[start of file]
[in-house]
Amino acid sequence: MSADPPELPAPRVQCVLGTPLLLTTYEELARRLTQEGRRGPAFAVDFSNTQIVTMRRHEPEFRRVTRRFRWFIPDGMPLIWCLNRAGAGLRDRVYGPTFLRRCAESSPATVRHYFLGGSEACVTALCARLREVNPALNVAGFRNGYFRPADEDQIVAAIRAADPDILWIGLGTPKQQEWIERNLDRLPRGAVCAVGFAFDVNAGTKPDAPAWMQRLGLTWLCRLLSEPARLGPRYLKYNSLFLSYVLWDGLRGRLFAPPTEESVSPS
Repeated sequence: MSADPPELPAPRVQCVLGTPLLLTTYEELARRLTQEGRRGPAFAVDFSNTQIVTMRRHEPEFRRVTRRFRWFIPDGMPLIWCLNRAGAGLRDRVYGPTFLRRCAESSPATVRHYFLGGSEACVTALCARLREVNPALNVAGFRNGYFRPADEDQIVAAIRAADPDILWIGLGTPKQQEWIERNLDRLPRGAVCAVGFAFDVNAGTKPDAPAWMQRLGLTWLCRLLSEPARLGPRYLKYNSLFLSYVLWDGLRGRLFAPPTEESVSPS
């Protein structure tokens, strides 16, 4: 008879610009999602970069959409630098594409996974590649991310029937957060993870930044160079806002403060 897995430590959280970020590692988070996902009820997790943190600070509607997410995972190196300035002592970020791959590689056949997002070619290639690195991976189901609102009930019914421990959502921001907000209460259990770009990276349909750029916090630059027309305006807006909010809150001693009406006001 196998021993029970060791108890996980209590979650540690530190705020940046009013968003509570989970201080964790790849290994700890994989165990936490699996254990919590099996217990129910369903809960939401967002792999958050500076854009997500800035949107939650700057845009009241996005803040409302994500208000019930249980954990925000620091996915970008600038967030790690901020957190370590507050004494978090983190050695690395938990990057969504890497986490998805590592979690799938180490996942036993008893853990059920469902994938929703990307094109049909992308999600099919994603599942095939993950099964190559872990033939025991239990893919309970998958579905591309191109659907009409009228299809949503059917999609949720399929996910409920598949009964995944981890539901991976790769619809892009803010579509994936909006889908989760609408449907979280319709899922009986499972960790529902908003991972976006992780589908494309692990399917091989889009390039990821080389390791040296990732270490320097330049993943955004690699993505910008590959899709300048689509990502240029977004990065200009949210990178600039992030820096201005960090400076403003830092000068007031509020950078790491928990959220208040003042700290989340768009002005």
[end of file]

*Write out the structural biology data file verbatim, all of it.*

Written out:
[in-house]
Amino acid sequence: MSADPPELPAPRVQCVLGTPLLLTTYEELARRLTQEGRRGPAFAVDFSNTQIVTMRRHEPEFRRVTRRFRWFIPDGMPLIWCLNRAGAGLRDRVYGPTFLRRCAESSPATVRHYFLGGSEACVTALCARLREVNPALNVAGFRNGYFRPADEDQIVAAIRAADPDILWIGLGTPKQQEWIERNLDRLPRGAVCAVGFAFDVNAGTKPDAPAWMQRLGLTWLCRLLSEPARLGPRYLKYNSLFLSYVLWDGLRGRLFAPPTEESVSPS
Repeated sequence: MSADPPELPAPRVQCVLGTPLLLTTYEELARRLTQEGRRGPAFAVDFSNTQIVTMRRHEPEFRRVTRRFRWFIPDGMPLIWCLNRAGAGLRDRVYGPTFLRRCAESSPATVRHYFLGGSEACVTALCARLREVNPALNVAGFRNGYFRPADEDQIVAAIRAADPDILWIGLGTPKQQEWIERNLDRLPRGAVCAVGFAFDVNAGTKPDAPAWMQRLGLTWLCRLLSEPARLGPRYLKYNSLFLSYVLWDGLRGRLFAPPTEESVSPS
């Protein structure tokens, strides 16, 4: 008879610009999602970069959409630098594409996974590649991310029937957060993870930044160079806002403060 897995430590959280970020590692988070996902009820997790943190600070509607997410995972190196300035002592970020791959590689056949997002070619290639690195991976189901609102009930019914421990959502921001907000209460259990770009990276349909750029916090630059027309305006807006909010809150001693009406006001 196998021993029970060791108890996980209590979650540690530190705020940046009013968003509570989970201080964790790849290994700890994989165990936490699996254990919590099996217990129910369903809960939401967002792999958050500076854009997500800035949107939650700057845009009241996005803040409302994500208000019930249980954990925000620091996915970008600038967030790690901020957190370590507050004494978090983190050695690395938990990057969504890497986490998805590592979690799938180490996942036993008893853990059920469902994938929703990307094109049909992308999600099919994603599942095939993950099964190559872990033939025991239990893919309970998958579905591309191109659907009409009228299809949503059917999609949720399929996910409920598949009964995944981890539901991976790769619809892009803010579509994936909006889908989760609408449907979280319709899922009986499972960790529902908003991972976006992780589908494309692990399917091989889009390039990821080389390791040296990732270490320097330049993943955004690699993505910008590959899709300048689509990502240029977004990065200009949210990178600039992030820096201005960090400076403003830092000068007031509020950078790491928990959220208040003042700290989340768009002005």